An Intertrigo-Like Eruption from Pegylated Liposomal Doxorubicin

October 2006 | Volume 5 | Issue 9 | Case Reports | 901 | Copyright © October 2006

Gretchen E. Korver MD PhD, Ronald Harris MD MBA, Marta J. Petersen MD

Abstract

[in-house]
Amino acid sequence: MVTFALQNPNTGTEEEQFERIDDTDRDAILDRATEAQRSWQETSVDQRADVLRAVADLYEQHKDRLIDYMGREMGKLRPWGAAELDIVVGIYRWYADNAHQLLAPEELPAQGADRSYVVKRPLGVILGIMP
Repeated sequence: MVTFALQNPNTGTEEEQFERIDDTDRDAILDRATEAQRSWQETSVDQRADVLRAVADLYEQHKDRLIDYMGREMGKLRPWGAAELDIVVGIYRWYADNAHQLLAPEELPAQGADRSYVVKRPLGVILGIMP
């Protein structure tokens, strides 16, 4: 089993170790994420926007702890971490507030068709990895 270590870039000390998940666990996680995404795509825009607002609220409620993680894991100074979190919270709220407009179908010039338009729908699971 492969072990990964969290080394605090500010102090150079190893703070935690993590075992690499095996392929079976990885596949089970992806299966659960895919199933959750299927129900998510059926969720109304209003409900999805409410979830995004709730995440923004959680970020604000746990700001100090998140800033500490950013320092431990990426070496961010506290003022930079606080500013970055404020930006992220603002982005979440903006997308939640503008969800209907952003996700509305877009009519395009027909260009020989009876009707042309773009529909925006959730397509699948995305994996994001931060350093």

Pegylated liposomal doxorubicin (PLD) is a chemotherapeutic agent used in the treatment of solid tumors. It has a considerably lower risk of cardiotoxicity than its parent compound, doxorubicin. PLD also has a different cutaneous side effect profile than doxorubicin, and its cutaneous toxicity can be dose limiting. We report the case of a 60-yearold woman who developed erythema and erosions in the axilla and groin while on PLD for breast cancer. Nystatin was ineffective. Biopsies revealed an interface dermatitis with epidermal dysmaturation. Bland emollients and reduction in the dose of PLD resulted in resolution of the eruption. An intertriginous eruption with histological features of epidermal dysmaturation and an interface dermatitis has been previously reported in the dermatopathology literature. This eruption appears to be a distinct cutaneous toxicity of PLD.